Pep Guardiola Should Stay Away From Chelsea

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It was inevitable that Chelsea would sack their manager Roberto Di Matteo during this season. Unless he won the Premier and Champions League, it was going to happen. Last year after he took Chelsea to their first ever Champions League title, club owner Roman Abramovich hesitated before offering Di Matteo a contract extension, suggesting he was looking elsewhere first. Despite his incredible (and lucky) achievement, Abramovich had no choice but to keep him on, even though he wanted someone far more glamorous.

It’s an open secret that the man Abramovich really wants to manage Chelsea is former Barcelona boss Pep Guardiola. The thing is, Abramovich’s timing is off. When he sacked Andre-Villas Boas, Guardiola was still employed by Barcelona and had his mind on an end of season sabbatical. Now he’s enjoying that sabbatical, the next Chelsea sacking has occurred, and once again Guardiola is not available. Abramovich has taken on Rafael Benitez as a temporary manager, obviously with the hope of luring Guardiola in once his yearlong sabbatical is over.

The thing is, it may not actually be as simple as that. Thus far, Guardiola has been a one-club man. He achieved great success as a manager with Barcelona and gave the world ‘tiki-taka’. However,  Barca have an excellent set up – they have one of the best youth development facilities in the world, they are one of the richest clubs in the world and when Guardiola took over, he had the best player in the world at his disposal. He still did a magnificent job, but there is never a guarantee that he can replicate that wherever he goes.

Barcelona’s fans have a huge say on how the club is run, they have a long standing ethos on how football should be played. In other words, they have a culture and a history. Chelsea, with all due respect, do not. Until the mid-90’s, they were an also-ran mid table premier league club. Abramovich’s oil-billions have brought the club top players and a good amount of success, but they do not have a reputation for developing youngsters or for giving managers time and a free hand to develop things.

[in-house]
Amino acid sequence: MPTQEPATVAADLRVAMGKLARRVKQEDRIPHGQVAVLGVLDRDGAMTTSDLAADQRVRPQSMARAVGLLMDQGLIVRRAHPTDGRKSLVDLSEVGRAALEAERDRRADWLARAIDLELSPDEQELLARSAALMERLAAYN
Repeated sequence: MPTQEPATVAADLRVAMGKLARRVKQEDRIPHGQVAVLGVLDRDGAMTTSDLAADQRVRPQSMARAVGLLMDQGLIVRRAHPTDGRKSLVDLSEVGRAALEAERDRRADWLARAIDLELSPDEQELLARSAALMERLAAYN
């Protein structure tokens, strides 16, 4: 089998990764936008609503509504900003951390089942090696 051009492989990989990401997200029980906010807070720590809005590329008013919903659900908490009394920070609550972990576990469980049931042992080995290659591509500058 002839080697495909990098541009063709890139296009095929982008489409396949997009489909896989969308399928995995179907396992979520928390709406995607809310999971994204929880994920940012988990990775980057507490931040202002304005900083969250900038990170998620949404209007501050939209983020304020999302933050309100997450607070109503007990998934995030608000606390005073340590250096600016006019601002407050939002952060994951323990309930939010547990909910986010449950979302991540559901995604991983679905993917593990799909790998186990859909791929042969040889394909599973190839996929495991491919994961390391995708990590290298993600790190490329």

Guardiola will be aware of all of this. He will know that Jose Mourinho lasted a little over 2 years and Carlo Ancellotti a little over 1 year. He will know Andre Villas-Boas wanted to rebuild things from the ground up and was shown the door after 9 months. Most of all, he will know that Roberto Di Matteo won Chelsea the biggest prize and was fired 5 months later.

The one thing Abramovich has in is favour is money. Lots and lots of money. A big salary for Pep and his backroom, and a big transfer kitty. It can be hard to say no to someone waving £15m in your face. What might help Guardiola is that perhaps before June 2013 comes around, there may be jobs going at Man City and AC Milan – two clubs with money and possibly an attitude that may let him develop things.

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